(i) The quantity of any chemicals or hazardous or toxic substances found at the laboratory, and the manner in which the chemicals or substances were stored.

(ii) The manner in which hazardous or toxic substances were disposed, and the likelihood of release into the environment of hazardous or toxic substances.

(iii) The duration of the offense, and the extent of the manufacturing operation.

(iv) The location of the laboratory (e.g., whether the laboratory is located in a residential neighborhood or a remote area), and the number of human lives placed at substantial risk of harm.

(B)Definitions.—For purposes of subsection (b)(1)(B):

"Incompetent" means an individual who is incapable of taking care of the individual’s self or property because of a mental or physical illness or disability, mental retardation, or senility.

"Minor" has the meaning given that term in Application Note 1 of the Commentary to §2A3.1 (Criminal Sexual Abuse).

Background: Subsection (b)(1) implements the instruction to the Commission in section 102 of Public Law 106–310.

Historical Note: Effective November 1, 1989 (see Appendix C, amendment 140). Amended effective November 1, 1992 (see Appendix C, amendment 447); December 16, 2000 (see Appendix C, amendment 608); November 1, 2001 (see Appendix C, amendment 620).

§2D1.11. Unlawfully Distributing, Importing, Exporting or Possessing a Listed Chemical; Attempt or Conspiracy

(a)Base Offense Level: The offense level from the Chemical Quantity Table set forth in subsection (d) below.1

(b)Specific Offense Characteristics

(1) If a dangerous weapon (including a firearm) was possessed, increase by 2 levels.

(2) If the defendant is convicted of violating 21 U.S.C. §§ 841(d)(2), (g)(1), or 960(d)(2), decrease by 3 levels, unless the defendant knew or believed that the listed chemical was to be used to manufacture a controlled substance unlawfully.

(3) If the offense involved (A) an unlawful discharge, emission, or release into the environment of a hazardous or toxic substance; or (B) the unlawful transportation, treatment, storage, or disposal of a hazardous waste, increase by 2 levels.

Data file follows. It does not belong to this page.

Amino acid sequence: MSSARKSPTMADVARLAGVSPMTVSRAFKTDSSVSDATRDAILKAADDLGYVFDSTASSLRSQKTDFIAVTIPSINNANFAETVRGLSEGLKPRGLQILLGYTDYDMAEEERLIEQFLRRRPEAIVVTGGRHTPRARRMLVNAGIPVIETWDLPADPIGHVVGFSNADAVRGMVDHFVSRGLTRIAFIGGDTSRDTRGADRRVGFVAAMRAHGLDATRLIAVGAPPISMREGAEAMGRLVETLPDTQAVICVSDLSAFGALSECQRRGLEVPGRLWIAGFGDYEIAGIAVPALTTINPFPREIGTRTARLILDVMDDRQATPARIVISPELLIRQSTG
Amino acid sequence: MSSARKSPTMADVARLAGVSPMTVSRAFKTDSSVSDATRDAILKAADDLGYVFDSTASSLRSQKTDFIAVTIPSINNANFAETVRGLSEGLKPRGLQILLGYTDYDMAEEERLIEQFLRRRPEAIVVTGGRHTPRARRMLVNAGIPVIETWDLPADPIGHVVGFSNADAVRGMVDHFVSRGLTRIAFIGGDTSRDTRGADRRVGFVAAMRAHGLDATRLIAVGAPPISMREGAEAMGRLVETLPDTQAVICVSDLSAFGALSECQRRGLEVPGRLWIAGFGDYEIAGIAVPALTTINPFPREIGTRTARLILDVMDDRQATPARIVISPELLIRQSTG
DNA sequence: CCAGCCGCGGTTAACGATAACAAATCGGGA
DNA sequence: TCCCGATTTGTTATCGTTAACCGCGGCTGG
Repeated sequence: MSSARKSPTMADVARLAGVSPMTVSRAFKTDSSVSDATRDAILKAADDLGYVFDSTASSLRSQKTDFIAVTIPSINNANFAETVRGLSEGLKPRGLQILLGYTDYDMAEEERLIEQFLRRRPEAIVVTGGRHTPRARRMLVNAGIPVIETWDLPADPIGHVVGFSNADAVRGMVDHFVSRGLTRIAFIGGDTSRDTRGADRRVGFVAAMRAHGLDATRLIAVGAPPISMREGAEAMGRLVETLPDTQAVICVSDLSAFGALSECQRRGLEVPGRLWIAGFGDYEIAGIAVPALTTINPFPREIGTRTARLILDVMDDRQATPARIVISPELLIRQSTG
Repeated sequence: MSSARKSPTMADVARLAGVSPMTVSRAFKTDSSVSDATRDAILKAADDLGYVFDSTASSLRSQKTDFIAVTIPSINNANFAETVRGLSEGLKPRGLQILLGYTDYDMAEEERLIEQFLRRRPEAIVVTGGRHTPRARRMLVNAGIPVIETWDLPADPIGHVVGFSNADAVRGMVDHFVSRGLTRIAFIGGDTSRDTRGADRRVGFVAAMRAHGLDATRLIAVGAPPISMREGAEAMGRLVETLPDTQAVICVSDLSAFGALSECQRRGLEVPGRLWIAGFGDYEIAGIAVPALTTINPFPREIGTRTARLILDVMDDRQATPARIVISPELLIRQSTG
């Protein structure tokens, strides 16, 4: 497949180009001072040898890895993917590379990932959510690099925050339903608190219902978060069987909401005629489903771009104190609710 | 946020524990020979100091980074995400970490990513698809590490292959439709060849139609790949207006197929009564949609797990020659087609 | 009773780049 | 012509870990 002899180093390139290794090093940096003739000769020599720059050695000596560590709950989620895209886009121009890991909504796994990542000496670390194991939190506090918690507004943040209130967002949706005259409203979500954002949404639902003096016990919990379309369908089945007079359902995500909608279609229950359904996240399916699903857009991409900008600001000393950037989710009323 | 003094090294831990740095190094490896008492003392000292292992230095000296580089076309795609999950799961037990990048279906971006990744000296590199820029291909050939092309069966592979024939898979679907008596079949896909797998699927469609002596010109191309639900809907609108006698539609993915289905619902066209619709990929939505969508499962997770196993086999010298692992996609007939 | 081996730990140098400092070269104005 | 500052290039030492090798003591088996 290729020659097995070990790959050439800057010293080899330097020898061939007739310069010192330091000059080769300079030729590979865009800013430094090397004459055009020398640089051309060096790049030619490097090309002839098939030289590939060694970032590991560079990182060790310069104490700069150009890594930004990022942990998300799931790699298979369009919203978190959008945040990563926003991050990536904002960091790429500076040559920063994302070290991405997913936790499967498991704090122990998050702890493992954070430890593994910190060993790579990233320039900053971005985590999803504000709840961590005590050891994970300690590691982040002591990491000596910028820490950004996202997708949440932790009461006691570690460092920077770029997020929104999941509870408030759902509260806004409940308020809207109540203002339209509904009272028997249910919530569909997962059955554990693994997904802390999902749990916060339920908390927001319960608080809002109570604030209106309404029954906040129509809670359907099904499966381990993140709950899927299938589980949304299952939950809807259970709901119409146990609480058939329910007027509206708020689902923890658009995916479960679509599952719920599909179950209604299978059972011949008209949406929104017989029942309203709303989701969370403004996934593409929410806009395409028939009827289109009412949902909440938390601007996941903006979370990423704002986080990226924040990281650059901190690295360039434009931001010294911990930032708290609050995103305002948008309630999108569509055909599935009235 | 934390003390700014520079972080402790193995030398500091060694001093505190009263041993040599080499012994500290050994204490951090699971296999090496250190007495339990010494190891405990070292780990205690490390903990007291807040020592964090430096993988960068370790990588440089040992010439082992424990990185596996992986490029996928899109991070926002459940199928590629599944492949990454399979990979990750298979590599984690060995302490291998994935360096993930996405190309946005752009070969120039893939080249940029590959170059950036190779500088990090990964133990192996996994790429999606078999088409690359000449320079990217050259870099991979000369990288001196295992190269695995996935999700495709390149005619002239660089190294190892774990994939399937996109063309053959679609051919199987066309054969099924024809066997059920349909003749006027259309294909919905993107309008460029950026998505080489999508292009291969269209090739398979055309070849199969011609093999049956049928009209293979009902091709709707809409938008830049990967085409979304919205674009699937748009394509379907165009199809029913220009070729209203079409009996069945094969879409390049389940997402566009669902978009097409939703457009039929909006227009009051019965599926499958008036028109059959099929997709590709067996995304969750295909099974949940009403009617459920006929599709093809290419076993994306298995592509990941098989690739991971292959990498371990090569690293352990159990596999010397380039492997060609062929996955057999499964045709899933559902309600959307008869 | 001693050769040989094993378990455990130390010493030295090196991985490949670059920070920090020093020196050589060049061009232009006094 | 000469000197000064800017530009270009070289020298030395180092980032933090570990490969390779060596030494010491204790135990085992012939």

(c)Cross Reference

(1) If the offense involved unlawfully manufacturing a controlled substance, or attempting to manufacture a controlled substance unlawfully, apply §2D1.1 (Unlawful Manufacturing, Importing, Exporting, Trafficking) if the resulting offense level is greater than that determined above.

1The reference to "subsection (d) below" should be a reference to "subsection (d) or (e) below, as appropriate."

(d) EPHEDRINE, PSEUDOEPHEDRINE, AND PHENYLPROPANOLAMINE QUANTITY TABLE*

(Methamphetamine and Amphetamine Precursor Chemicals)

Quantity Base Offense Level
(1) 3 KG or more of Ephedrine; Level 38
3 KG or more of Phenylpropanolamine;
3 KG or More of Pseudoephedrine.
     
(2) At least 1 KG but less than 3 KG of Ephedrine; Level 36
At least 1 KG but less than 3 KG of Phenylpropanolamine;
At least 1 KG but less than 3 KG of Pseudoephedrine.
     
(3) At least 300 G but less than 1 KG of Ephedrine; Level 34
At least 300 G but less than 1 KG of Phenylpropanolamine;
At least 300 G but less than 1 KG of Pseudoephedrine.
     
(4) At least 100 G but less than 300 G of Ephedrine; Level 32
At least 100 G but less than 300 G of Phenylpropanolamine;
At least 100 G but less than 300 G of Pseudoephedrine.
     
(5) At least 70 G but less than 100 G of Ephedrine; Level 30
At least 70 G but less than 100 G of Phenylpropanolamine;
At least 70 G but less than 100 G of Pseuodoephedrine.
     
(6) At least 40 G but less than 70 G of Ephedrine; Level 28
At least 40 G but less than 70 G of Phenylpropanolamine;
At least 40 G but less than 70 G of Pseudoephedrine.